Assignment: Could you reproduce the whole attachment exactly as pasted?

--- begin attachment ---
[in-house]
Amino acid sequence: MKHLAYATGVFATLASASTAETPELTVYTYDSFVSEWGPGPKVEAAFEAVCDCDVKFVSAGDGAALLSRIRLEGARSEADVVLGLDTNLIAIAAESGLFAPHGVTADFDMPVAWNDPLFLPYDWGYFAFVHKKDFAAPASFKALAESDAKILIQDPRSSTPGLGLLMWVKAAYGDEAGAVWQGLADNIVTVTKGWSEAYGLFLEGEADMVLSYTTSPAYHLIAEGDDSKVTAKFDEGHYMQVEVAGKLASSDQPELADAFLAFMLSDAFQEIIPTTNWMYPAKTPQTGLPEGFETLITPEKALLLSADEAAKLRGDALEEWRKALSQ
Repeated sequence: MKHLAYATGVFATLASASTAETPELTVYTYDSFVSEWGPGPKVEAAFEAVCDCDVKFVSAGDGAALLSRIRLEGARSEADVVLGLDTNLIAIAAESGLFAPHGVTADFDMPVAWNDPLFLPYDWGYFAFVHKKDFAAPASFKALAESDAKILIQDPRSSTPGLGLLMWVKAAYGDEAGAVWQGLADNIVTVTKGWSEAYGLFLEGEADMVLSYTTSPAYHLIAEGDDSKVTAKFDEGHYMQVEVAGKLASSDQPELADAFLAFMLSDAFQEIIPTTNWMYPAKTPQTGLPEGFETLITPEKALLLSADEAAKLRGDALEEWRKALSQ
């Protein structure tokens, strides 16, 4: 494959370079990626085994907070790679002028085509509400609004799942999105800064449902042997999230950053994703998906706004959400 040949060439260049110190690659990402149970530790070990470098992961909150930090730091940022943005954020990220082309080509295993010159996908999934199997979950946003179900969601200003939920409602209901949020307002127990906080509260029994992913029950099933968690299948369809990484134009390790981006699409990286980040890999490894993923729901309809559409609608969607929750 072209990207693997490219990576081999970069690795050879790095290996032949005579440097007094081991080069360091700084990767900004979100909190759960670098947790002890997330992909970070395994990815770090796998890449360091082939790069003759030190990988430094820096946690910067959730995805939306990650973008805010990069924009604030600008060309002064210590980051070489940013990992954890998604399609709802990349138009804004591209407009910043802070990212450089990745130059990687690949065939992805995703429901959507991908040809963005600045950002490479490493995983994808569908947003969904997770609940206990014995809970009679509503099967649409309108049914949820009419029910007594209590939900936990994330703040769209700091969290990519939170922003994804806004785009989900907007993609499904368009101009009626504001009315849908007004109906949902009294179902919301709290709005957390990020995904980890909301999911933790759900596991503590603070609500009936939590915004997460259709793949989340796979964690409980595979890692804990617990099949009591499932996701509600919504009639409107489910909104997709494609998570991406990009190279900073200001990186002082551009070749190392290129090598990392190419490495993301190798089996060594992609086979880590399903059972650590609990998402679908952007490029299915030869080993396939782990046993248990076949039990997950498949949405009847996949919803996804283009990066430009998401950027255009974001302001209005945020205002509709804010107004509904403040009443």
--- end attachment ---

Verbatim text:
[in-house]
Amino acid sequence: MKHLAYATGVFATLASASTAETPELTVYTYDSFVSEWGPGPKVEAAFEAVCDCDVKFVSAGDGAALLSRIRLEGARSEADVVLGLDTNLIAIAAESGLFAPHGVTADFDMPVAWNDPLFLPYDWGYFAFVHKKDFAAPASFKALAESDAKILIQDPRSSTPGLGLLMWVKAAYGDEAGAVWQGLADNIVTVTKGWSEAYGLFLEGEADMVLSYTTSPAYHLIAEGDDSKVTAKFDEGHYMQVEVAGKLASSDQPELADAFLAFMLSDAFQEIIPTTNWMYPAKTPQTGLPEGFETLITPEKALLLSADEAAKLRGDALEEWRKALSQ
Repeated sequence: MKHLAYATGVFATLASASTAETPELTVYTYDSFVSEWGPGPKVEAAFEAVCDCDVKFVSAGDGAALLSRIRLEGARSEADVVLGLDTNLIAIAAESGLFAPHGVTADFDMPVAWNDPLFLPYDWGYFAFVHKKDFAAPASFKALAESDAKILIQDPRSSTPGLGLLMWVKAAYGDEAGAVWQGLADNIVTVTKGWSEAYGLFLEGEADMVLSYTTSPAYHLIAEGDDSKVTAKFDEGHYMQVEVAGKLASSDQPELADAFLAFMLSDAFQEIIPTTNWMYPAKTPQTGLPEGFETLITPEKALLLSADEAAKLRGDALEEWRKALSQ
């Protein structure tokens, strides 16, 4: 494959370079990626085994907070790679002028085509509400609004799942999105800064449902042997999230950053994703998906706004959400 040949060439260049110190690659990402149970530790070990470098992961909150930090730091940022943005954020990220082309080509295993010159996908999934199997979950946003179900969601200003939920409602209901949020307002127990906080509260029994992913029950099933968690299948369809990484134009390790981006699409990286980040890999490894993923729901309809559409609608969607929750 072209990207693997490219990576081999970069690795050879790095290996032949005579440097007094081991080069360091700084990767900004979100909190759960670098947790002890997330992909970070395994990815770090796998890449360091082939790069003759030190990988430094820096946690910067959730995805939306990650973008805010990069924009604030600008060309002064210590980051070489940013990992954890998604399609709802990349138009804004591209407009910043802070990212450089990745130059990687690949065939992805995703429901959507991908040809963005600045950002490479490493995983994808569908947003969904997770609940206990014995809970009679509503099967649409309108049914949820009419029910007594209590939900936990994330703040769209700091969290990519939170922003994804806004785009989900907007993609499904368009101009009626504001009315849908007004109906949902009294179902919301709290709005957390990020995904980890909301999911933790759900596991503590603070609500009936939590915004997460259709793949989340796979964690409980595979890692804990617990099949009591499932996701509600919504009639409107489910909104997709494609998570991406990009190279900073200001990186002082551009070749190392290129090598990392190419490495993301190798089996060594992609086979880590399903059972650590609990998402679908952007490029299915030869080993396939782990046993248990076949039990997950498949949405009847996949919803996804283009990066430009998401950027255009974001302001209005945020205002509709804010107004509904403040009443």